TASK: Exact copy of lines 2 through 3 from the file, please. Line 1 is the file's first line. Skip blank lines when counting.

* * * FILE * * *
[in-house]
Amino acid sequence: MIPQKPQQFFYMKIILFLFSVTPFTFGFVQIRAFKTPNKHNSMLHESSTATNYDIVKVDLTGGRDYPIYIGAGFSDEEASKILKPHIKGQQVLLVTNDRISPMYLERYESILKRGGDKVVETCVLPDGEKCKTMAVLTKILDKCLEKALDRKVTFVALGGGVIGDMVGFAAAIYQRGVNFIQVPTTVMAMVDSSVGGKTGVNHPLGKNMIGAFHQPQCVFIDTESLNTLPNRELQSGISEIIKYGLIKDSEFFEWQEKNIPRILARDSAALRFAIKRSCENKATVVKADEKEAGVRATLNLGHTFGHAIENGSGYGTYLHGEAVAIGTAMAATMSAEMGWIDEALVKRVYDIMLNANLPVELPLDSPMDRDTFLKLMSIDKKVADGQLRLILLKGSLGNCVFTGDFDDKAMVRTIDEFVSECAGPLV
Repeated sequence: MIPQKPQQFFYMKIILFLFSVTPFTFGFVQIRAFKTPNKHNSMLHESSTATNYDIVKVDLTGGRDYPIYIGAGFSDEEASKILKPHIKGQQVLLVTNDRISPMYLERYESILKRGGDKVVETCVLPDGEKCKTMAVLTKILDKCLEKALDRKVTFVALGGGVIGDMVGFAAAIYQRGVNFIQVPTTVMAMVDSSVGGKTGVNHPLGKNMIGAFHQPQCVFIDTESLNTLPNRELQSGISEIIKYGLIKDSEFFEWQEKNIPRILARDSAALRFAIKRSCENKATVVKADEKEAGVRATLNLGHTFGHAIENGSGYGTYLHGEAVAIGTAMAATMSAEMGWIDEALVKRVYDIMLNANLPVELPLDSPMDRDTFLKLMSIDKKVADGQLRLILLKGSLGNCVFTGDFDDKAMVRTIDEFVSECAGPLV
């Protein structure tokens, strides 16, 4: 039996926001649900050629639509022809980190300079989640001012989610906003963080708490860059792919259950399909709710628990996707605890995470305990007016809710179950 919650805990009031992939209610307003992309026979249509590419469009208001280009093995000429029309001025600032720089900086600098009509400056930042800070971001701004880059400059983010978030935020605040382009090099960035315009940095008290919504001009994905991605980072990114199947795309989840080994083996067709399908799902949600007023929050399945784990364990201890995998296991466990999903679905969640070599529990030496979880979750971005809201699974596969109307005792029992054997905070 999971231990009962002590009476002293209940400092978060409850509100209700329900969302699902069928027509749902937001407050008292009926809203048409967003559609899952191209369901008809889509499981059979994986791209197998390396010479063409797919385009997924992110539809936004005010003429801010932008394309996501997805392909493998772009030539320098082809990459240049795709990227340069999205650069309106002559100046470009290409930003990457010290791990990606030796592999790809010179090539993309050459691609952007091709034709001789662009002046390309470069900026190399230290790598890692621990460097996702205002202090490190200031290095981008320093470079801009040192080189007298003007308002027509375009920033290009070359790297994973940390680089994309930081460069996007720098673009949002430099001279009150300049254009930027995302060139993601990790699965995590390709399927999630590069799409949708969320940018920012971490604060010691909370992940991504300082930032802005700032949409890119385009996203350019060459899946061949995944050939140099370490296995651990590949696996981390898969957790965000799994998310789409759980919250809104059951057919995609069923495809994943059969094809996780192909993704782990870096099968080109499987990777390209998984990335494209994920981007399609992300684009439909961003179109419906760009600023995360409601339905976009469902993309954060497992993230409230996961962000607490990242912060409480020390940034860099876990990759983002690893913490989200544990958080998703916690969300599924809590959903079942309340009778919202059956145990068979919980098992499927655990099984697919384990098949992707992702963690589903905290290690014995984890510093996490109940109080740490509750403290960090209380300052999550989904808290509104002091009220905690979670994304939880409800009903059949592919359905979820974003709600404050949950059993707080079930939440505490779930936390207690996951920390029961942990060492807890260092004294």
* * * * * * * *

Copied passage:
Amino acid sequence: MIPQKPQQFFYMKIILFLFSVTPFTFGFVQIRAFKTPNKHNSMLHESSTATNYDIVKVDLTGGRDYPIYIGAGFSDEEASKILKPHIKGQQVLLVTNDRISPMYLERYESILKRGGDKVVETCVLPDGEKCKTMAVLTKILDKCLEKALDRKVTFVALGGGVIGDMVGFAAAIYQRGVNFIQVPTTVMAMVDSSVGGKTGVNHPLGKNMIGAFHQPQCVFIDTESLNTLPNRELQSGISEIIKYGLIKDSEFFEWQEKNIPRILARDSAALRFAIKRSCENKATVVKADEKEAGVRATLNLGHTFGHAIENGSGYGTYLHGEAVAIGTAMAATMSAEMGWIDEALVKRVYDIMLNANLPVELPLDSPMDRDTFLKLMSIDKKVADGQLRLILLKGSLGNCVFTGDFDDKAMVRTIDEFVSECAGPLV
Repeated sequence: MIPQKPQQFFYMKIILFLFSVTPFTFGFVQIRAFKTPNKHNSMLHESSTATNYDIVKVDLTGGRDYPIYIGAGFSDEEASKILKPHIKGQQVLLVTNDRISPMYLERYESILKRGGDKVVETCVLPDGEKCKTMAVLTKILDKCLEKALDRKVTFVALGGGVIGDMVGFAAAIYQRGVNFIQVPTTVMAMVDSSVGGKTGVNHPLGKNMIGAFHQPQCVFIDTESLNTLPNRELQSGISEIIKYGLIKDSEFFEWQEKNIPRILARDSAALRFAIKRSCENKATVVKADEKEAGVRATLNLGHTFGHAIENGSGYGTYLHGEAVAIGTAMAATMSAEMGWIDEALVKRVYDIMLNANLPVELPLDSPMDRDTFLKLMSIDKKVADGQLRLILLKGSLGNCVFTGDFDDKAMVRTIDEFVSECAGPLV